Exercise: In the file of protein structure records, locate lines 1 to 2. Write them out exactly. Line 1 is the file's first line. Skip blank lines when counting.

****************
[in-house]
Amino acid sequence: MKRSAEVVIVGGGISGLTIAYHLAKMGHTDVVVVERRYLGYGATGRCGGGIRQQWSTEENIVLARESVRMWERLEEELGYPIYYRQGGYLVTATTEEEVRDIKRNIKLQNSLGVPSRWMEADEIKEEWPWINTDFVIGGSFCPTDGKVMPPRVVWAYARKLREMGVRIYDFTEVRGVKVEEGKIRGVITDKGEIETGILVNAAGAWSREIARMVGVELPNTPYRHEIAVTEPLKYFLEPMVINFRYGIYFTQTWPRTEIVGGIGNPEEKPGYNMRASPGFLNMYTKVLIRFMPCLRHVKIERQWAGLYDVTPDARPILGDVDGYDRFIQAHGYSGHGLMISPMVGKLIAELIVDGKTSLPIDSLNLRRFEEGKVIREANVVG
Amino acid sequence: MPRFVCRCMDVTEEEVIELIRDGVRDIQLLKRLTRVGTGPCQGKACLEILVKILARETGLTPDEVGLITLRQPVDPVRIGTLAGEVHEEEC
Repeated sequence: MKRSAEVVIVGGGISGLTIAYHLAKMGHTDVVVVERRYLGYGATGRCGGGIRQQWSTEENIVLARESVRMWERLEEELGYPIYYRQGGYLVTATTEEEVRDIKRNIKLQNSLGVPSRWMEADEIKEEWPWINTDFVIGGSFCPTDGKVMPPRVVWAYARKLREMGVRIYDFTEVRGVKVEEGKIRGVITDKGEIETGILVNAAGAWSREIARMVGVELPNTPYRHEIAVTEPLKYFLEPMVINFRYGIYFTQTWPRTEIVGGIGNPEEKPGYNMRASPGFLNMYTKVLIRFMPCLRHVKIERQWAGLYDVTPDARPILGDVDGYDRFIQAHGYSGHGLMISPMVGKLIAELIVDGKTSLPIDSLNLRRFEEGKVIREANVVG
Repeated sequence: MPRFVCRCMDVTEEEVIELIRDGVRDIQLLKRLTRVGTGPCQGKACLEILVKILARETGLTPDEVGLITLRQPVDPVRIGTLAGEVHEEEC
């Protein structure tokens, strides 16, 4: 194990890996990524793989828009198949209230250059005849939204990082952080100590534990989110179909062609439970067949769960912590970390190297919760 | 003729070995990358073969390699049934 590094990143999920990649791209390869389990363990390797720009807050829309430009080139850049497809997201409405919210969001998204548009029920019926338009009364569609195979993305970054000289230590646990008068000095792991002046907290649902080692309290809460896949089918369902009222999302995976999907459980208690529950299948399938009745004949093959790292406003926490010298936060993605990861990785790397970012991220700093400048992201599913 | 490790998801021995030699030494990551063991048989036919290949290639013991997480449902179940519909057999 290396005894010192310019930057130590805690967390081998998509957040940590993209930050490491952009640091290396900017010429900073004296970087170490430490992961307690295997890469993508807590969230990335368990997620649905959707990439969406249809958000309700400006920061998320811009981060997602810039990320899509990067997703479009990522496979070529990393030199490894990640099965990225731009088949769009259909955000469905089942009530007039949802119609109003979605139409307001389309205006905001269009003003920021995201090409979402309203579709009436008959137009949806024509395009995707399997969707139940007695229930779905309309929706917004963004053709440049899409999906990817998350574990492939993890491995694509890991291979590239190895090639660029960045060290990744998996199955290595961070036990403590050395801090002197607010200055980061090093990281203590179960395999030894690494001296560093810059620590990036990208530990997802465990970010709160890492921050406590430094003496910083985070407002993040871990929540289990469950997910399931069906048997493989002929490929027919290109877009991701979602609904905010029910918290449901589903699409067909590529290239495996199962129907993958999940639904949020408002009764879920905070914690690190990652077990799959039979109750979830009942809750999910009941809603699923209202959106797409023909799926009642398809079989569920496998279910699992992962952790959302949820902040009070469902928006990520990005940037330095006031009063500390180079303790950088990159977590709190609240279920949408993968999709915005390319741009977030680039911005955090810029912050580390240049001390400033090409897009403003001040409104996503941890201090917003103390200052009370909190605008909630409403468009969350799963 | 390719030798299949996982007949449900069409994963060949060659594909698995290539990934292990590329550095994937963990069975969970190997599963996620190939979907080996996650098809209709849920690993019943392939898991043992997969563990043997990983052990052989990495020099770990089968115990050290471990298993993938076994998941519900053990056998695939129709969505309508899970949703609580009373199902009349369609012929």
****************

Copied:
[in-house]
Amino acid sequence: MKRSAEVVIVGGGISGLTIAYHLAKMGHTDVVVVERRYLGYGATGRCGGGIRQQWSTEENIVLARESVRMWERLEEELGYPIYYRQGGYLVTATTEEEVRDIKRNIKLQNSLGVPSRWMEADEIKEEWPWINTDFVIGGSFCPTDGKVMPPRVVWAYARKLREMGVRIYDFTEVRGVKVEEGKIRGVITDKGEIETGILVNAAGAWSREIARMVGVELPNTPYRHEIAVTEPLKYFLEPMVINFRYGIYFTQTWPRTEIVGGIGNPEEKPGYNMRASPGFLNMYTKVLIRFMPCLRHVKIERQWAGLYDVTPDARPILGDVDGYDRFIQAHGYSGHGLMISPMVGKLIAELIVDGKTSLPIDSLNLRRFEEGKVIREANVVG